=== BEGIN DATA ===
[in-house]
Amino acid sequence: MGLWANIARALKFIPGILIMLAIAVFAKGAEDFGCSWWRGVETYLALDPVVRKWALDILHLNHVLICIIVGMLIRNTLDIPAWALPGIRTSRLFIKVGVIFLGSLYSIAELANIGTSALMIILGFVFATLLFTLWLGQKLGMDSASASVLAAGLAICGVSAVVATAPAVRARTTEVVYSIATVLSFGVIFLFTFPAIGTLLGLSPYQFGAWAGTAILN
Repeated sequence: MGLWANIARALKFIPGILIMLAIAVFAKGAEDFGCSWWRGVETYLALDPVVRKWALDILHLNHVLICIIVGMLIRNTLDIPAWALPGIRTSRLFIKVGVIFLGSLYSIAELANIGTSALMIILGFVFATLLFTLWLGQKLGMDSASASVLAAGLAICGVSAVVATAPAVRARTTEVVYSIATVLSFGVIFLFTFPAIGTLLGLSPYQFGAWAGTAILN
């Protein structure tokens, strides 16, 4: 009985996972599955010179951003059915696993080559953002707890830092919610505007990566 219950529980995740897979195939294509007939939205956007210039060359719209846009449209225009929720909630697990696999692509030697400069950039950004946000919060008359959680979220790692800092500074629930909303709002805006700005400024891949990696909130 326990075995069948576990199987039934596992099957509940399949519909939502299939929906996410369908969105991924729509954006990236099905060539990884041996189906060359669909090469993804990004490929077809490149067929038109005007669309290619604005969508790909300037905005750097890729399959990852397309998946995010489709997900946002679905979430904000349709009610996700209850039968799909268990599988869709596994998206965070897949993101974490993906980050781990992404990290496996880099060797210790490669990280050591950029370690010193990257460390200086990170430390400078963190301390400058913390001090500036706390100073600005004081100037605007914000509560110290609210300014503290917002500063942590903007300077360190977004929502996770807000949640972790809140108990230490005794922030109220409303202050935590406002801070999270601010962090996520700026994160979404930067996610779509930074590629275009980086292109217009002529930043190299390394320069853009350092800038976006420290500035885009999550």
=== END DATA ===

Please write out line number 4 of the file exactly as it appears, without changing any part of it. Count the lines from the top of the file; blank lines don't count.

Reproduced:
């Protein structure tokens, strides 16, 4: 009985996972599955010179951003059915696993080559953002707890830092919610505007990566 219950529980995740897979195939294509007939939205956007210039060359719209846009449209225009929720909630697990696999692509030697400069950039950004946000919060008359959680979220790692800092500074629930909303709002805006700005400024891949990696909130 326990075995069948576990199987039934596992099957509940399949519909939502299939929906996410369908969105991924729509954006990236099905060539990884041996189906060359669909090469993804990004490929077809490149067929038109005007669309290619604005969508790909300037905005750097890729399959990852397309998946995010489709997900946002679905979430904000349709009610996700209850039968799909268990599988869709596994998206965070897949993101974490993906980050781990992404990290496996880099060797210790490669990280050591950029370690010193990257460390200086990170430390400078963190301390400058913390001090500036706390100073600005004081100037605007914000509560110290609210300014503290917002500063942590903007300077360190977004929502996770807000949640972790809140108990230490005794922030109220409303202050935590406002801070999270601010962090996520700026994160979404930067996610779509930074590629275009980086292109217009002529930043190299390394320069853009350092800038976006420290500035885009999550």